Do any of these statements sound familiar?

“In practice, I didn’t fumble once. Yet, during a game I fumbled a few times.”
“In practice, I hit 4 out 10 balls. Then during a game, I can only hit 2 of 10.”
“I easily make 8 out of 10 free throws at the end of practice, yet in games I’m shooting 40%. It doesn’t make sense.”
Do you find that at times you perform at a specific level in practice but are unable to perform at this same high level in the competition?
Certainly, numerous factors can come directly into play to impact performance and cause the differences between practice and competitive performance; components such as your opponent, environmental conditions, expectations of yourself and others, level of aggressiveness, confidence, strategies, tactics, and anxiousness all come into play.
That being said, let’s check out one factor that is going to influence your performance and, when addressed, can help you perform closer to your potential in the competitive environment, that is, the environment of your training.
As a dedicated athlete, you prepare to compete and win. You practice on a daily basis to enhance your athletic skills so that you can perform at your peak during a competition, whether it is to attain a personal performance or a team victory. Essentially, you train with the aim of performing at your best in the competitive arena.
The key question is - is your training environment actively structured to help you succeed in the environment of competition? With many athletes, this isn’t the case. Instead, practice is typically structured to help you perform well within a controlled training environment. Yet, players expect to be able to execute in competition at the same level that they practice at. It is like comparing grapes to oatmeal for the reason that the structure of practice and the competitive environment are completely different. This difference needs to be adjusted to improve overall competitive performance.
For many athletes, the specific practice environment is actually characterized by drills, repetitions, and putting the time in. Within this practice environment, you may not think about your internal dialogue, how you react to your mistakes, your attitude throughout the session as well as your confidence. The target is on the physical execution.
Additionally, many players do not practice the potentially adverse problems and situations that can arise in a competition, such as deafening crowd noise, faulty equipment or adverse weather conditions.
Compare your mental strength skills required in the training environment to those mental strength skills, the feelings, and behaviors that you’re required to demonstrate in the heat of battle. Top athletes desire (and need) to be self-confident. Top athletes want to maintain positive self-talk and be dedicated to what they need to do well. Top athletes need and expect to handle their emotions so that they don’t hurt their performance. Top athletes need to deal with expectations of their self and others, and need to manage their own reactions to the throngs of people or their challenger. This list could be almost endless and I think you're hearing the message right, so I won’t belabor the point anymore.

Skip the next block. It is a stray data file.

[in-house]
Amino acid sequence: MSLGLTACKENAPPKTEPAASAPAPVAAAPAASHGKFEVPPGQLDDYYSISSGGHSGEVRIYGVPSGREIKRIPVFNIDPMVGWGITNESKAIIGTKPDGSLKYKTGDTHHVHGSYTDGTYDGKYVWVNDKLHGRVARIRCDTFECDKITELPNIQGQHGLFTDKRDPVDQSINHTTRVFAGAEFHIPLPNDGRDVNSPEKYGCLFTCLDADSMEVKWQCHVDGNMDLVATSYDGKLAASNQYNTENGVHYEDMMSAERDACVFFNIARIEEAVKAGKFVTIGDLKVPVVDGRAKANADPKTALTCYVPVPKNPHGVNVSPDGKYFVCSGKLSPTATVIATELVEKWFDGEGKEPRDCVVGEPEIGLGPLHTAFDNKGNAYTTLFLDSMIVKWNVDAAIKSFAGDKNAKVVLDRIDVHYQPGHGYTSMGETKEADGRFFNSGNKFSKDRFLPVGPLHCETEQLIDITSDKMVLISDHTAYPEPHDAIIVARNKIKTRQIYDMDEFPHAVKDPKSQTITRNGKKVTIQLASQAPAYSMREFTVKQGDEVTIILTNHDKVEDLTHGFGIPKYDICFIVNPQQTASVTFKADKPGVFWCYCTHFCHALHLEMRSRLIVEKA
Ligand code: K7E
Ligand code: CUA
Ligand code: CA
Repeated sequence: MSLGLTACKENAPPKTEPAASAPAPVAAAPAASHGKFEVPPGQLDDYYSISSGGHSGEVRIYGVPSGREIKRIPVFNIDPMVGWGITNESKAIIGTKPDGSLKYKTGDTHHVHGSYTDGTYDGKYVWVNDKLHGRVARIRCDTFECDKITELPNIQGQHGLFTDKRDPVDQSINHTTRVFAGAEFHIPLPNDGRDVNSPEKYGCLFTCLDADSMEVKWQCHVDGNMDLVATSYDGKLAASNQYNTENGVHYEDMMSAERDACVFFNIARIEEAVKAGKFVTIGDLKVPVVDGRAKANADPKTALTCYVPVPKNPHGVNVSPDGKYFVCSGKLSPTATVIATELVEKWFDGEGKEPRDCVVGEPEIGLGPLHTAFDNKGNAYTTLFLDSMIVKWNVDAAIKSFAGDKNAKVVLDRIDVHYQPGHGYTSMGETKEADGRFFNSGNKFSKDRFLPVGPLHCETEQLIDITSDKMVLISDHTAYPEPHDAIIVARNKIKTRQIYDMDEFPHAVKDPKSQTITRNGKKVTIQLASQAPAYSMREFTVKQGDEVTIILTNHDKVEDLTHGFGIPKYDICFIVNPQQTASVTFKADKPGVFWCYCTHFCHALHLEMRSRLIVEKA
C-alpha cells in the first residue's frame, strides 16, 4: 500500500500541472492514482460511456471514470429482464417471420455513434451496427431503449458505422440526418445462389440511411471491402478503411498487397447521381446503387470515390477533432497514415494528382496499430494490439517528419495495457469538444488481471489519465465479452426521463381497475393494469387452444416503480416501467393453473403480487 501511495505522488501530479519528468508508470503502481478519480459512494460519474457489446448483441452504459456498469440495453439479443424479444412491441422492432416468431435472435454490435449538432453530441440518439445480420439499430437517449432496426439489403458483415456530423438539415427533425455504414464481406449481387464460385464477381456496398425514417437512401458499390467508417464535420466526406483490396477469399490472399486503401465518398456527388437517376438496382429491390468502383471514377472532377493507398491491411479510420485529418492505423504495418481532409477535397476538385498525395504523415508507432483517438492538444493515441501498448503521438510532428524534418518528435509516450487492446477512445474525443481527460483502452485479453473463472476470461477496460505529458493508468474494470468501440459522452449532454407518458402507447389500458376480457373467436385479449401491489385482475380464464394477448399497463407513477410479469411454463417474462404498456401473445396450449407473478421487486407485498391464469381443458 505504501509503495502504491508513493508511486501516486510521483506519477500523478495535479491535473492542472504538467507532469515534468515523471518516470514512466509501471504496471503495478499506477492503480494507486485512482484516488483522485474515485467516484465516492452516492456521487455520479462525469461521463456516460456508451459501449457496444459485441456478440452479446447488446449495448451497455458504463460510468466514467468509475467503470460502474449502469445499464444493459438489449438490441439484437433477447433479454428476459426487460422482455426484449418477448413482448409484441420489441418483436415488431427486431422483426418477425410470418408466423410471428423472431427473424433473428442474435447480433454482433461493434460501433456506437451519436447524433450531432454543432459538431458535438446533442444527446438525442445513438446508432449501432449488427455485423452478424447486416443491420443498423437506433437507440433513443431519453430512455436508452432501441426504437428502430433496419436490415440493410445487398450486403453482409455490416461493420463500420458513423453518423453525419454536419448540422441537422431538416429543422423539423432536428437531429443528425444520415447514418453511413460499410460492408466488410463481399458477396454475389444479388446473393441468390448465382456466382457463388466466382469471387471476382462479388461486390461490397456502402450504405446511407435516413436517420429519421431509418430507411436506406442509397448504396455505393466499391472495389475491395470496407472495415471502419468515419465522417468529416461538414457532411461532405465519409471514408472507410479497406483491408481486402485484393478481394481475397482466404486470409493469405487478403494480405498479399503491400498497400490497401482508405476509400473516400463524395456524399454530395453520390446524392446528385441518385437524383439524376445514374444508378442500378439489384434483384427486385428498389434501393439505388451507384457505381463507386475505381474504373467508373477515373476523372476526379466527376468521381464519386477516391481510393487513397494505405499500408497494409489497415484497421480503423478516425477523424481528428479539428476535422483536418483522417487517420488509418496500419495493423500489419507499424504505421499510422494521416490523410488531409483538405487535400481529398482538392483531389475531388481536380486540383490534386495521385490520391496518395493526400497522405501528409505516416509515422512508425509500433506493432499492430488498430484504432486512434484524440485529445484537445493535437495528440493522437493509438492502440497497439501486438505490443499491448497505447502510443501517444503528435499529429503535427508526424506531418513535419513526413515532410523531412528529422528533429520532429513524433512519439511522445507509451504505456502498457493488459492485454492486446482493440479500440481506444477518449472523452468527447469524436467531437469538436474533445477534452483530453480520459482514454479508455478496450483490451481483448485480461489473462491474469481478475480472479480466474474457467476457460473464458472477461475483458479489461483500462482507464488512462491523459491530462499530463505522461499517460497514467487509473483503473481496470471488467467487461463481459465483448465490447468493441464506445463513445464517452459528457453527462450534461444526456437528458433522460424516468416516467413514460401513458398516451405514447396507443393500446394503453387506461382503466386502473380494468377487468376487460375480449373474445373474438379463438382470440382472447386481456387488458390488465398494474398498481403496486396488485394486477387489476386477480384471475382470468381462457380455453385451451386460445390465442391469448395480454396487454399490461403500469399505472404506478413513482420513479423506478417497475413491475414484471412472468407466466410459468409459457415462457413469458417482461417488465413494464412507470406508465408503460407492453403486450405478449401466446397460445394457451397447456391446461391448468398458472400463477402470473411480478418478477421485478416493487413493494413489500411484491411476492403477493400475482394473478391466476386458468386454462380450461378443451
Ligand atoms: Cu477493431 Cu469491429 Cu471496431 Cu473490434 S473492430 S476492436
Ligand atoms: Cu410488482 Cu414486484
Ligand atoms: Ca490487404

So, how do you train and practice similar to competition? First, evaluate how you as a player require yourself to perform in competition, and then train those skills. For example: You want to maintain a positive attitude and focus on your overall performance. So, during training, work on managing your own self-talk and practice using inner dialogue and use words that will enhance performance.
If you want to work on your reactions to errors or frustration, then challenge yourself to do the same in practice. Work on the appropriate and empowering ways of managing your emotions.
Would you like to approach a competition with certainty, confidence, and a “must win” attitude? Then purposefully set your intention to do the same at practice.
To prepare with regard to external distractions, employ imagery in instruction to simulate the particular competitive environment. Based on your sport, it's also possible to prepare for the environment through bringing in “fans” to observe training, piping in noises or creating stress or challenging conditions.
Additionally, embrace problems when they present themselves. When you break a shoelace or your racquet string pops, rather than stop, continue to play through it. Use situations as much as possible and see them as opportunities to learn how to perform through adversity.
The end result is the more you can structure your practice environment to resemble your competitive environment, chances are your competitive results will improve. Your mental strength in practice will only help you reach your peak performance in competition.